Quincy Douby, who set the All-Star Game single game scoring record with 44 points in 2011 while playing for Xinjiang, makes his return to the contest as part of the South squad after missing all of last season with a wrist injury.

Each team will have seven reserve players, which will be announced before the end of the regular season.

The complete list of starters are below.

North All-Stars:

Guards: Stephon Marbury (Beijing), Guo Ailun (Liaoning)

Forwards: Tracy McGrady (Qingdao), Li Xiaoxu (Liaoning)

Center: Han Dejun (Liaoning)

South All-Stars:

Guards: Quincy Douby (Zhejiang), Liu Wei (Shanghai)

Forwards: Yi Li (Jiangsu), Yi Jianlian (Guangdong)

Center: Wang Zhizhi (Bayi)

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New sponsorships bring new complications to CBA

December 6, 2012

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Beijing’s Lee Hsueh-lin has been one of 12 players to be fined by the league for not wearing Li-Ning shoes during games. The fine comes as a result of the CBA’s new sponsorship deal with the Chinese shoe brand.

It’s been an exciting start to the season, to say the least. Amidst all the ongoing stories, however, the most important to the league long-term are the new deals that the CBA has signed this past summer. After inking a five-year contract with Infront Sports and Media, now the official marketing partner of the CBA, the league scored 23 new sponsorships, headlined by Li-Ning’s massive CNY 4 billion (US $721 million) commitment.

With these contracts comes an unprecedented windfall for the league’s 17 teams. Having previously received a comparatively measly CNY 2 million from the association, each of the league’s 17 teams will now have around CNY 10 million to spend on salaries, stadium improvements (heating comes to mind), and anything team higher-ups decide on. You don’t need us to tell you this is a boon for the league: money means better imports, more experienced coaches, nicer facilities, and by extension, elevated quality of play and a more refined basketball product for all.

Of course, all this good news does not come without its complications. More sponsors means more advertisements, from CCTV-5 broadcasts to on-court exposure. Whether it be the new Li-Ning apparel, advertising boards, or even the Tsingtao Beer cheerleading squads, you can be sure that these sponsors will make their presence known. Taking on these sponsors also means less autonomy for individual clubs, as teams are now left with only two sections near the courtside audience seats of ad space for sale. Apart from ticketing revenue and individual sponsorships like those on some team’s uniforms, all of the CBA is now dependent on the league to cover their operating costs, a questionable practice at best. Another problem is that of rising costs: even with this injection, with some of their revenue producing avenues cut off, teams may still find it hard to produce a profit.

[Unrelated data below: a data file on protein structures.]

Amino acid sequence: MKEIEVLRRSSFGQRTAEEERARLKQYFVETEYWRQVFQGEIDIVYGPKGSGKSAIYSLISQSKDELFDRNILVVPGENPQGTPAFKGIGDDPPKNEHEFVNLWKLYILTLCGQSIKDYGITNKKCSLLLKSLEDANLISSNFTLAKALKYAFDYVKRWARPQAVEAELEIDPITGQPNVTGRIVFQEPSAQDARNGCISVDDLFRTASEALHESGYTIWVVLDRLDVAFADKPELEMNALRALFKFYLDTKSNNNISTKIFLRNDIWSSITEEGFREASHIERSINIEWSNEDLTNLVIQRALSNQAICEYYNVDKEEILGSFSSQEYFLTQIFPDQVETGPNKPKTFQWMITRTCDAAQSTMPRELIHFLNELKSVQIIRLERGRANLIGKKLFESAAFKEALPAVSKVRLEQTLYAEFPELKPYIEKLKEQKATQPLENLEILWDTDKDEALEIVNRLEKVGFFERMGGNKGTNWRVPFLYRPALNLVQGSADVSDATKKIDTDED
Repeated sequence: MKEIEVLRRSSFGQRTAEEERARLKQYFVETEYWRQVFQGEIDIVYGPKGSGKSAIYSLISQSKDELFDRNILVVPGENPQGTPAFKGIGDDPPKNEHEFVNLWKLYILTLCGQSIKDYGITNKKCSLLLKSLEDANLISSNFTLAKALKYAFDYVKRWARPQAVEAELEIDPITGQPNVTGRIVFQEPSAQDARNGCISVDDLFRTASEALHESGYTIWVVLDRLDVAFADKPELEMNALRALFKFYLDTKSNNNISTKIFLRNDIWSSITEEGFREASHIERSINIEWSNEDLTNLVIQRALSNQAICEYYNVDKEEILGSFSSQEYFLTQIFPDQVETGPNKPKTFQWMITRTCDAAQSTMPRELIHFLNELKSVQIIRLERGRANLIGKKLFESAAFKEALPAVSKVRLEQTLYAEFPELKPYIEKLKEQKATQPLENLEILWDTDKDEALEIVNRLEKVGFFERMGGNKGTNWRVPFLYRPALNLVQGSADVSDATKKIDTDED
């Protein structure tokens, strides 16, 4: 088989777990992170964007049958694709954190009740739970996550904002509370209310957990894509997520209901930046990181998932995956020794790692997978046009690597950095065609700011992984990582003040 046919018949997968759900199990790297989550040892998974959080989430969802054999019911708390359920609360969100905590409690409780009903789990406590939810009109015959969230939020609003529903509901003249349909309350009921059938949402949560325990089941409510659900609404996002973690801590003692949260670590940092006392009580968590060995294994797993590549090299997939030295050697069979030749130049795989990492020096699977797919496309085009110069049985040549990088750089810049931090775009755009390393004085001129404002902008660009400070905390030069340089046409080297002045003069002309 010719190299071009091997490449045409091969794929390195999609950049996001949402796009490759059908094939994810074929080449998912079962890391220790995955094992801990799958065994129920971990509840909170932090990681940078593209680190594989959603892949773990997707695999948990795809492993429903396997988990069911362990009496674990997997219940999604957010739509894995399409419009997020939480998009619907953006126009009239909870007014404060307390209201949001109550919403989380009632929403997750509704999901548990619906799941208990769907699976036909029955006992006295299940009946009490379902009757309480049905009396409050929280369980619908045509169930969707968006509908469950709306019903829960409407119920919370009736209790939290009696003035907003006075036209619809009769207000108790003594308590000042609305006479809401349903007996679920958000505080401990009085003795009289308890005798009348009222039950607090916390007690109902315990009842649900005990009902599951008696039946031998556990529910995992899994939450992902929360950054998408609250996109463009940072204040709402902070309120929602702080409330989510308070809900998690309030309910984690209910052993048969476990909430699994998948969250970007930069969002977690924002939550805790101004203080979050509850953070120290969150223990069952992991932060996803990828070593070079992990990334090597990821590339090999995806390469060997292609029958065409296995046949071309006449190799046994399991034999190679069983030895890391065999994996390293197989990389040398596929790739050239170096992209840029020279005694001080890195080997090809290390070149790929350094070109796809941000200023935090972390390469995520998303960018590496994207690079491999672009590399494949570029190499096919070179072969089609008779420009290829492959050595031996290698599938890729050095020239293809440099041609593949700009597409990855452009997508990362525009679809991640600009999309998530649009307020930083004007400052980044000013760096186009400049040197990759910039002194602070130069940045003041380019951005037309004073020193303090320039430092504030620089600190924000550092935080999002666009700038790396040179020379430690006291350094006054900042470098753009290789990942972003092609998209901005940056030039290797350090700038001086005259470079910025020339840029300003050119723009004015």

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The definitive NiuBBall.com CBA preview

November 22, 2012

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Stephon Marbury and the Beijing Ducks won the title last year… But will they have enough to repeat in 2012-13? (Photo: Osports)

Moreso than ever, the Chinese Basketball Association has become quite difficult to predict pre-season.

It’s hard to predict first of all because we generally stink at predictions, but more importantly that the league is as deep as its ever been top-to-bottom. There’s a more than a few reasons for that — more off-season player movement, more players going abroad to train in the summer, better coaching in-country, a commitment to strength and conditioning programs and better foreign players all round out the top of our list. But the end result of all that should be a very watchable and exciting league this season. Which is a good thing for us fans, of course.

Bad thing for NiuBBall’s annual predictions, however.

By our count, there’s 11 and possibly 12 teams (depending on how well you think Tracy McGrady is going to do in Qingdao) who have a shot at the playoffs. That’s well over half the league. If you think DongGuan is ready to make a jump (we do), then there are now four teams who could sport legitimate Finals cases. Building on Beijing’s buck-the-trend run to a championship last year, there appears to be a level of parody in the league. Pencilling in the top two, top four and top eight is no longer easy.

So as always, take what is about to come with a grain of salt and know that most likely this will all be very wrong.

[...]

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New import rules aim to benefit Bayi

October 29, 2012

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Last season’s 10-22 record left a bad taste for everyone with the Bayi Rockets, including Wang Zhizhi. But with the changing landscape in Chinese basketball, Bayi’s current status as league cellar dweller going to remain permanent?

The Bayi Rockets have the longest history, the most championships, the most former National Team players, and as we’ve learned this month, the most support from the Chinese Basketball Association.